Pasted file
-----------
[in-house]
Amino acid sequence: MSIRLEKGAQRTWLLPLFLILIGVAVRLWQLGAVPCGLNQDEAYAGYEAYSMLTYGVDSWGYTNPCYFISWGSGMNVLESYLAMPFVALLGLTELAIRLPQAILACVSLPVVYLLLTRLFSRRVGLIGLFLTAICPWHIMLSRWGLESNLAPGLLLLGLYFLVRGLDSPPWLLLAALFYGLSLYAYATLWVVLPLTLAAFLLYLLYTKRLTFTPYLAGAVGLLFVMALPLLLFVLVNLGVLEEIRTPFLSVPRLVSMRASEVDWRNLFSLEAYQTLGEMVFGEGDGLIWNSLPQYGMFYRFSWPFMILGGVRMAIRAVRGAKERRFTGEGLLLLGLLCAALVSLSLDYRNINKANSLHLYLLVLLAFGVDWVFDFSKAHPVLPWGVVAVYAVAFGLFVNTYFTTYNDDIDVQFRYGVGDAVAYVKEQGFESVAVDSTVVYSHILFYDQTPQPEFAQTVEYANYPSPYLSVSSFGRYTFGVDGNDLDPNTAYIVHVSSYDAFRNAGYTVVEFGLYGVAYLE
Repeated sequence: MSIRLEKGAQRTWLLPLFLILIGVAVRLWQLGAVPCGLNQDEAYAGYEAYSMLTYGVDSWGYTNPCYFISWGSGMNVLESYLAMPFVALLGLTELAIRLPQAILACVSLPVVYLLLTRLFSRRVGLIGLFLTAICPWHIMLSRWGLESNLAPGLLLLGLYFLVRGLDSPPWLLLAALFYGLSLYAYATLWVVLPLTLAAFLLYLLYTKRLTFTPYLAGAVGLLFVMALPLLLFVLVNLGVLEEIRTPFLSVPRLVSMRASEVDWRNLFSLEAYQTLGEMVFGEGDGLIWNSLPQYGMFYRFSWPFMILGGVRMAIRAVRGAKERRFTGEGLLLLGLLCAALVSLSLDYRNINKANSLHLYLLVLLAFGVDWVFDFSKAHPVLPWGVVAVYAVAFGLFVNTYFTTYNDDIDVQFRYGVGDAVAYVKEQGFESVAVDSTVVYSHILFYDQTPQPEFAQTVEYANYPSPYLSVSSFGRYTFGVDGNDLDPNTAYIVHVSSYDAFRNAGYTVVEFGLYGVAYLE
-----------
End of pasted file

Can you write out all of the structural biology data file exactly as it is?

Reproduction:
[in-house]
Amino acid sequence: MSIRLEKGAQRTWLLPLFLILIGVAVRLWQLGAVPCGLNQDEAYAGYEAYSMLTYGVDSWGYTNPCYFISWGSGMNVLESYLAMPFVALLGLTELAIRLPQAILACVSLPVVYLLLTRLFSRRVGLIGLFLTAICPWHIMLSRWGLESNLAPGLLLLGLYFLVRGLDSPPWLLLAALFYGLSLYAYATLWVVLPLTLAAFLLYLLYTKRLTFTPYLAGAVGLLFVMALPLLLFVLVNLGVLEEIRTPFLSVPRLVSMRASEVDWRNLFSLEAYQTLGEMVFGEGDGLIWNSLPQYGMFYRFSWPFMILGGVRMAIRAVRGAKERRFTGEGLLLLGLLCAALVSLSLDYRNINKANSLHLYLLVLLAFGVDWVFDFSKAHPVLPWGVVAVYAVAFGLFVNTYFTTYNDDIDVQFRYGVGDAVAYVKEQGFESVAVDSTVVYSHILFYDQTPQPEFAQTVEYANYPSPYLSVSSFGRYTFGVDGNDLDPNTAYIVHVSSYDAFRNAGYTVVEFGLYGVAYLE
Repeated sequence: MSIRLEKGAQRTWLLPLFLILIGVAVRLWQLGAVPCGLNQDEAYAGYEAYSMLTYGVDSWGYTNPCYFISWGSGMNVLESYLAMPFVALLGLTELAIRLPQAILACVSLPVVYLLLTRLFSRRVGLIGLFLTAICPWHIMLSRWGLESNLAPGLLLLGLYFLVRGLDSPPWLLLAALFYGLSLYAYATLWVVLPLTLAAFLLYLLYTKRLTFTPYLAGAVGLLFVMALPLLLFVLVNLGVLEEIRTPFLSVPRLVSMRASEVDWRNLFSLEAYQTLGEMVFGEGDGLIWNSLPQYGMFYRFSWPFMILGGVRMAIRAVRGAKERRFTGEGLLLLGLLCAALVSLSLDYRNINKANSLHLYLLVLLAFGVDWVFDFSKAHPVLPWGVVAVYAVAFGLFVNTYFTTYNDDIDVQFRYGVGDAVAYVKEQGFESVAVDSTVVYSHILFYDQTPQPEFAQTVEYANYPSPYLSVSSFGRYTFGVDGNDLDPNTAYIVHVSSYDAFRNAGYTVVEFGLYGVAYLE